https://www.spreaker.com/user/9404101/1 … bow-bridge

Kaifeng-bridge-c.1100

The Rainbow Bridge

This link gives you access to the whole scroll to look at as you listen. It’s 17 foot long!

https://en.wikipedia.org/wiki/Along_the … g_Festival

Xingyi Part 5

220px-Zhu-xi1

Zhu Xi

In this episode we examine the work of the Confucian Scholar Zhu Xi, who lived during the time period we have reached in the narrative (during the Song Dynasty). His philosophy did not impact Xing Yi until centuries later, but when it did, the effect was a large one, so this episode sets the scene for other episodes to come.

Zhu Xi was responsible for what we call the “Woo Woo Tai Chi world view”. If you practice Tai Chi, or almost any of the Chinese martial arts that had input from the intellectual class, then you need to know about Zhu Xi, although you might not like what we’ve got to say about him

https://www.spreaker.com/user/9404101/20-xing-yi-part-5

Xing Yi part 6

In this episode examine the life of Yue Fei’s best friend, General Han Shizhong, and the circumstances immediately following the death of Yue Fei. We also take a look at the the life of Han’s heroic wife, Liang Hongyu, and internal politics of the Jin Empire at that time.

 

Xing Yi part 7

Screen Shot 2019-06-19 at 4.07.23 PM.png

Jurchen Jin Cavalry. Illustrations of Auspicious Omens [Public domain]

After looking at the rise of the Mongol Empire for a few episodes my Heretics podcast has come back around to looking at Xing Yi and in particular the use of weapons, military strategy and armour in the Song Dynasty armies.

Part 7 starts with a rebuke to the criticism “You haven’t even got to talking about Xing Yi yet!” then looks at some animal-based military strategy. These are the same strategies that are used in the Xing Yi animals today.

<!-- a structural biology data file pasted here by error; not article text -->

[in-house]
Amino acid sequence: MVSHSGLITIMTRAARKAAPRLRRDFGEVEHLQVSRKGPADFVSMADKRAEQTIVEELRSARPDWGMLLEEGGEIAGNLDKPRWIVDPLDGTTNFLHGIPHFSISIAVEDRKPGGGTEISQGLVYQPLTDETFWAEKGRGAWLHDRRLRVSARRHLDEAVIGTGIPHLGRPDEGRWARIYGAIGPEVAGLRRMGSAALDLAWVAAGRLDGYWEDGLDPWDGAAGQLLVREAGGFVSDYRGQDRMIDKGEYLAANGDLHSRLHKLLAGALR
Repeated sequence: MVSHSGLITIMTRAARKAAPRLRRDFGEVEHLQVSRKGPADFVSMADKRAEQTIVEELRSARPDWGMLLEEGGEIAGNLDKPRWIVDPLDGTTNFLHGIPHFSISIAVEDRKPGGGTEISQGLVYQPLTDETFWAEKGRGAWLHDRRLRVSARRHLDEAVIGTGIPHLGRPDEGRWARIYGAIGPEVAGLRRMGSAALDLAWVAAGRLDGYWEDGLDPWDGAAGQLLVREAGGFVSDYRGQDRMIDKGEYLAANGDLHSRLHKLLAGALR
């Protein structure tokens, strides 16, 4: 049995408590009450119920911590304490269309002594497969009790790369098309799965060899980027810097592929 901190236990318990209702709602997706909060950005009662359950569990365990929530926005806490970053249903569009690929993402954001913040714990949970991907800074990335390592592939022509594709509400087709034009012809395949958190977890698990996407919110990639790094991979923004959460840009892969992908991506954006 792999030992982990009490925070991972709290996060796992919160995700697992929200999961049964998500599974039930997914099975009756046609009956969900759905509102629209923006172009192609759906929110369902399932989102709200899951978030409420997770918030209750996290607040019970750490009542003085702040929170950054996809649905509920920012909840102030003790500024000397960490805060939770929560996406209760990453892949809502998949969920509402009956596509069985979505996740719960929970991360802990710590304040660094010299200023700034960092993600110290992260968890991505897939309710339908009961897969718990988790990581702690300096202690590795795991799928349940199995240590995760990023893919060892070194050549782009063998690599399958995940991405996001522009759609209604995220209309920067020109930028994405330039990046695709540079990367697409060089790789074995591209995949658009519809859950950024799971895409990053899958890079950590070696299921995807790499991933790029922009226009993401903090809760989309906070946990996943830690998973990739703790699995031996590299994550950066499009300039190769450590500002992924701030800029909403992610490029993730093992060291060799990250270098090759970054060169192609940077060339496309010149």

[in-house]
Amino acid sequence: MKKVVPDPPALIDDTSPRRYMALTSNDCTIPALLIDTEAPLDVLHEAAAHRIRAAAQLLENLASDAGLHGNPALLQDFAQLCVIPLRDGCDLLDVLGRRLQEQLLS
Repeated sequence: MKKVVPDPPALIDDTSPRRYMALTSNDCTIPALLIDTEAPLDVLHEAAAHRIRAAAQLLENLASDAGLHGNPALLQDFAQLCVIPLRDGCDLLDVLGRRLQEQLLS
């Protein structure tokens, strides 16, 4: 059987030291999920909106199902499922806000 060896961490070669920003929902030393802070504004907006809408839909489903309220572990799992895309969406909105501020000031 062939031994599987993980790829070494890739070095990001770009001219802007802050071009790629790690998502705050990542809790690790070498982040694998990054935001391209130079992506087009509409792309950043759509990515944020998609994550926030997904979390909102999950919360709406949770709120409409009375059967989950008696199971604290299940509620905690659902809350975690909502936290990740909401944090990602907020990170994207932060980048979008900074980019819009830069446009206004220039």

In particular, we look at Ma Xing – Horse strategy – but also look at Snake (She Xing) and Eagle (Ying Xing).

Listen to “#29 Xing Yi (part 7)” on Spreaker.

Xing Yi Part 8

animal animals backlit beach

Photo by Pixabay on Pexels.com

Part 8 looks at Chinese armour in more detail, but also talks about Xing Yi fighting tactics in relation to armour and how the armour influences the way the art works – stepping, continuous movement, minimal movement, twisting the fist in Tzuann, etc…

There are two versions of part 8, the first is for public consumption, available here:

https://www.spreaker.com/user/9404101/30-xing-yi-part-8-short-version

and we got into some controversial topics at the end of the episode, so the full version is reserved for our Heretics/Woven Energy Patrons ($5 and up):

https://www.patreon.com/wovenenergy/posts

Here’s some nice Song Dynasty style armour a google search turned up

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Image Credit: Dragons Armory.

From:

http://dragonsarmory.blogspot.com/2017/07/heavy-song-dynasty-armor.html

Like Damon says, you could show that to a ‘normal’ person and tell them it’s Samurai armour and they would probably believe you 🙂

Also, here’s an interesting clip showing how effective Lamellar designed armour was. This design is taken from the much earlier Tang Dynasty armour:

 

Xing Yi part 9

Four_Generals_of_Song

General Zhang Jun (left). From The “Four Generals of Zhongxing” painted by Liu Songnian during the Southern Song Dynasty.

In this episode we discuss the role of General Zhang Jun in the survival of Yue Fei’s tradition, as well as in the survival of members of Yue Fei’s extended family. We also discuss how Zhang Jun managed to protect himself from the purges carried out by Qin Hui.